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The Attawapiskat Natives of Canada keep on suffering

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08 January 2013

The Attwapiskat First Nation reserve is by this time at the edge of survival and, besides the international protests, the canadian government is still not taking measures

Today I want to talk about a subject that I hold dear: Aboriginal rights.

Roughly a year ago, I reported the case of a Native reserve, Attawapiskat, that was in terrible shape and I am afraid to say, not much has changed.

The situation of this reserve was brought to the attention of the UN, which sent a special reporter to monitor the reserve. After high criticism worldwide, the Government dispatched 22 mobile homes to Attawapiskat to ease the situation.

However, this is still not enough because at least 300 more mobile homes are needed.

This whole situation, despair and frustration pushed the inhabitants of Attawapiskat to ask for the resignation of the leader of the reserve, Chief Teresa Spence.

I find it outrageous that in a country where we preach equal rights and freedom, such disparities still exist. The First Nations people are living in sub-par conditions while our dear PM Stephen Harper is busy with more important matters such as golf, holidays and his Christmas tree.

The condition of the First Nations people living in Attawapiskat are so bad that in a desperate attempt to attract the attention of the media, and of Prime Minister Stephen Harper, on the reserve and on "Bill C-45", Chief Teresa Spence started a hunger strike.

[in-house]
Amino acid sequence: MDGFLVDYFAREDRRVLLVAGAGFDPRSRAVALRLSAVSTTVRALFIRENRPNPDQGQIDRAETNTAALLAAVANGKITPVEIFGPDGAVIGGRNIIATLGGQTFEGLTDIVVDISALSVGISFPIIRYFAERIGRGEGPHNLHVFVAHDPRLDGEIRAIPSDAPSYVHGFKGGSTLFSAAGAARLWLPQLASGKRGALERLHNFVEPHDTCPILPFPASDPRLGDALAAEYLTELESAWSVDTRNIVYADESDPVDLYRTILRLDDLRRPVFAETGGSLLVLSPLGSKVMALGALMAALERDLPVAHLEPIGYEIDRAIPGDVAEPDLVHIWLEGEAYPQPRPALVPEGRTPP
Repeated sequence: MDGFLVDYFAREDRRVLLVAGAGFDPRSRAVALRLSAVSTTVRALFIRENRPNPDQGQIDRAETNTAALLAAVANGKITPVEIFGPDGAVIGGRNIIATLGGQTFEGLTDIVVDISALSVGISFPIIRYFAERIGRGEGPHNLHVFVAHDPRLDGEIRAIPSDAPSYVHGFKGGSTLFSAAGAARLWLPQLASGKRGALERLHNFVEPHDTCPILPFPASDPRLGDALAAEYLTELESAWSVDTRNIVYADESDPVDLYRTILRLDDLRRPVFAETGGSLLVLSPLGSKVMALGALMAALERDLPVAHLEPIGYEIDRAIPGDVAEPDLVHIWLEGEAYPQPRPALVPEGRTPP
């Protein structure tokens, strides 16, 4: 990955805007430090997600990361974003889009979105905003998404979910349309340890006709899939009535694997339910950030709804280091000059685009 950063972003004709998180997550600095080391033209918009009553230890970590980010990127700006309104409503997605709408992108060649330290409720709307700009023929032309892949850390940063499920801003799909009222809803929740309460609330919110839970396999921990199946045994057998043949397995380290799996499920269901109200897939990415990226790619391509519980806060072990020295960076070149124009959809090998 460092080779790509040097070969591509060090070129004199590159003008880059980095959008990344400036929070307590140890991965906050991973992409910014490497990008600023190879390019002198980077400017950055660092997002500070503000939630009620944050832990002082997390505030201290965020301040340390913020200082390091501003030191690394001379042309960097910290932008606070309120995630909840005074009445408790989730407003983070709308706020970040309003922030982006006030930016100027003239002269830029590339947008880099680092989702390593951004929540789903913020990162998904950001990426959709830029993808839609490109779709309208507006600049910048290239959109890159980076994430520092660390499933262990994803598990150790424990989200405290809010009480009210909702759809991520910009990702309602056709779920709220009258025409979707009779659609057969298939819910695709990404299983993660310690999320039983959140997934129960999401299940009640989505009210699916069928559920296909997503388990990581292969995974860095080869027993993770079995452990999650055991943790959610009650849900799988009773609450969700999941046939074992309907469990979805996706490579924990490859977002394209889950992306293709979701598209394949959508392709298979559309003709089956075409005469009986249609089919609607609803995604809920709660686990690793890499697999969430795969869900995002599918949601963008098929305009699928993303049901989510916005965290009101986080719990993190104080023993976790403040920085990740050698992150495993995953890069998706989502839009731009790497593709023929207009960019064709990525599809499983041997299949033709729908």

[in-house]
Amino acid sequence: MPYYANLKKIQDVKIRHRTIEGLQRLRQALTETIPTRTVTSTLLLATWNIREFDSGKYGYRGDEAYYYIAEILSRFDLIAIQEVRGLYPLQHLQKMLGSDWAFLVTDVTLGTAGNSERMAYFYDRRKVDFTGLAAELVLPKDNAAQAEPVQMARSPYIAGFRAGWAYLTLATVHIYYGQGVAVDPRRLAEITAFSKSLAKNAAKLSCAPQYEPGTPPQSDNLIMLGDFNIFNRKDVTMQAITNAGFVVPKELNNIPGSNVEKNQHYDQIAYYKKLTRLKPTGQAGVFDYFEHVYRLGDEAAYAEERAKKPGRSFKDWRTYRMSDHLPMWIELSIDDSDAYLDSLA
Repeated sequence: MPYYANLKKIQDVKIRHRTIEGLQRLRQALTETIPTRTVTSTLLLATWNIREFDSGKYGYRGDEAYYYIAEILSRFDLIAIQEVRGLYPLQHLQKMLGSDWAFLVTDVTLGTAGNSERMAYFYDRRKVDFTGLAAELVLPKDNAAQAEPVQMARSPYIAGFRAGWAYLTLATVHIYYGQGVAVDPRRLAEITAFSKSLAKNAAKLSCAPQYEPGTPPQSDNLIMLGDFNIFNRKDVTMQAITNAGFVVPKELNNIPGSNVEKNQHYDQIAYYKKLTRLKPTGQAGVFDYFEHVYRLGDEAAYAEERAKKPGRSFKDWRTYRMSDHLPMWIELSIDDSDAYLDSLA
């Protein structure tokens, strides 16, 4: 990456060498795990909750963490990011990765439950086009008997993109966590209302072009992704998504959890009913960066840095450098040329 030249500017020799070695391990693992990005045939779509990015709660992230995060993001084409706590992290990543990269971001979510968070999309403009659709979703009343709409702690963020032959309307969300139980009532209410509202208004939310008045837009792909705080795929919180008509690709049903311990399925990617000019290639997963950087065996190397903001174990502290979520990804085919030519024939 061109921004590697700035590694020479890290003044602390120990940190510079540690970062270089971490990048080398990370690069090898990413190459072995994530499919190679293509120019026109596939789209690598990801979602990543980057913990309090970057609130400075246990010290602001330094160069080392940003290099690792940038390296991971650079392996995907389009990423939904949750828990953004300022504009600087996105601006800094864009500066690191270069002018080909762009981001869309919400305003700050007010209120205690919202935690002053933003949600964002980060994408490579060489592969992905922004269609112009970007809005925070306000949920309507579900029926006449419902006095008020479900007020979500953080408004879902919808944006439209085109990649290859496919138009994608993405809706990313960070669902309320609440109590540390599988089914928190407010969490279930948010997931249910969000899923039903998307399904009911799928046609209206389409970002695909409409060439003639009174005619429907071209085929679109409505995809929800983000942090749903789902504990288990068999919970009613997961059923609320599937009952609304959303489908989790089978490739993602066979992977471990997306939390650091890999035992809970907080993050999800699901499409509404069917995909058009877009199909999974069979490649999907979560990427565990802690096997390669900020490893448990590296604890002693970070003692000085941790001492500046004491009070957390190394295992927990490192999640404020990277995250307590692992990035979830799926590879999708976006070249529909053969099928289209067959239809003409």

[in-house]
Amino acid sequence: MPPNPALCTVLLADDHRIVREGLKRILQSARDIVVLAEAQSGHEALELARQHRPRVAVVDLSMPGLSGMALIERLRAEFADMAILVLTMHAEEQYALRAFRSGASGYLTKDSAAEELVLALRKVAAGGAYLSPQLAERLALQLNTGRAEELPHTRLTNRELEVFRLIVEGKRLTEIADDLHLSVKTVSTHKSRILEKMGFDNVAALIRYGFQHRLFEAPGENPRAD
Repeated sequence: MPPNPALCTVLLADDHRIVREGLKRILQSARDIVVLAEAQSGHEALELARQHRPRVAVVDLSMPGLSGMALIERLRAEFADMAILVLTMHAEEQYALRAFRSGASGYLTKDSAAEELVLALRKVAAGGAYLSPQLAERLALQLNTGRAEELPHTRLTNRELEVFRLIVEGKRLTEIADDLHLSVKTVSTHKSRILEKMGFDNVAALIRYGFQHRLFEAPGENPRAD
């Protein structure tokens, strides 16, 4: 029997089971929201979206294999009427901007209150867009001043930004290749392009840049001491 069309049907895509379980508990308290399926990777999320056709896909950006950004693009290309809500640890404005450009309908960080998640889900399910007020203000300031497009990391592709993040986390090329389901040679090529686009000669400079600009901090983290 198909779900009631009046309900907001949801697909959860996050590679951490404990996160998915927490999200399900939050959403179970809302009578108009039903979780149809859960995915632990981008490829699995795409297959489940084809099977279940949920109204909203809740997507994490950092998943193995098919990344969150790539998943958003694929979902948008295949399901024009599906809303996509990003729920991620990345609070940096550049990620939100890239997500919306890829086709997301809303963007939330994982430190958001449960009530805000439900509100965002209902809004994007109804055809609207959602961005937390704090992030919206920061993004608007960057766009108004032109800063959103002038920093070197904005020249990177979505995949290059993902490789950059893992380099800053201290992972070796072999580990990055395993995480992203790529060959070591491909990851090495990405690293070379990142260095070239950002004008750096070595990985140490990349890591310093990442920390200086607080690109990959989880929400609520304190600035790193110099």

The infamous "Bill C-45" is designed to bypass the requirements of consulting with the local Elders and Chiefs on anything concerning the First Nations lands; hence, giving more power to the Government to decide in any matters regarding First Nations Territories without having to consult them, going against the treaties in place for almost 150 years, if not more.

Chief Teresa Spence requested a meeting with Her Majesty Queen Elizabeth II and Prime Minister Stephen Harper. Around Canada, more Chiefs are on hunger strikes, like Raymond Robinson of Cross Lake First Nations and worldwide, others are following Chief Teresa Spence's example.

Chief Teresa Spence, with this courageous decision, wants to attract the attention of Government and media alike on the treaties that were signed so many years ago and are still in place, but are being shamelessly ignored in the name of the God Money.

The total "who cares" way of thinking of the Government and major companies who couldn't care less of the damages, could cause the complete destruction of lands and rivers which could compromise the survival of First Nations people.

So far, Prime Minister Stephen Harper only offered to send the Minister of Indian Affairs Duncan to talk to Chief Spence, but she declined, as she wants to speak to Stephen Harper himself and not to one of his minions. Chief Teresa Spence is living on Victoria Island, just across Parliament Hill, in a log cabin monitored by Elders and for now, her diet consists in water and broth.

The latest news tell that she is visibly weak, but she is still in good spirits. Support for her and her cause attracted the sympathy and solidarity of people across the world: from Australia to England and Europe.

Chief Teresa Spence has declared that the living conditions of her people are so bad, that she will find a way to change it or die in the process. Chief Teresa Spence is now on her 15th hunger strike day.


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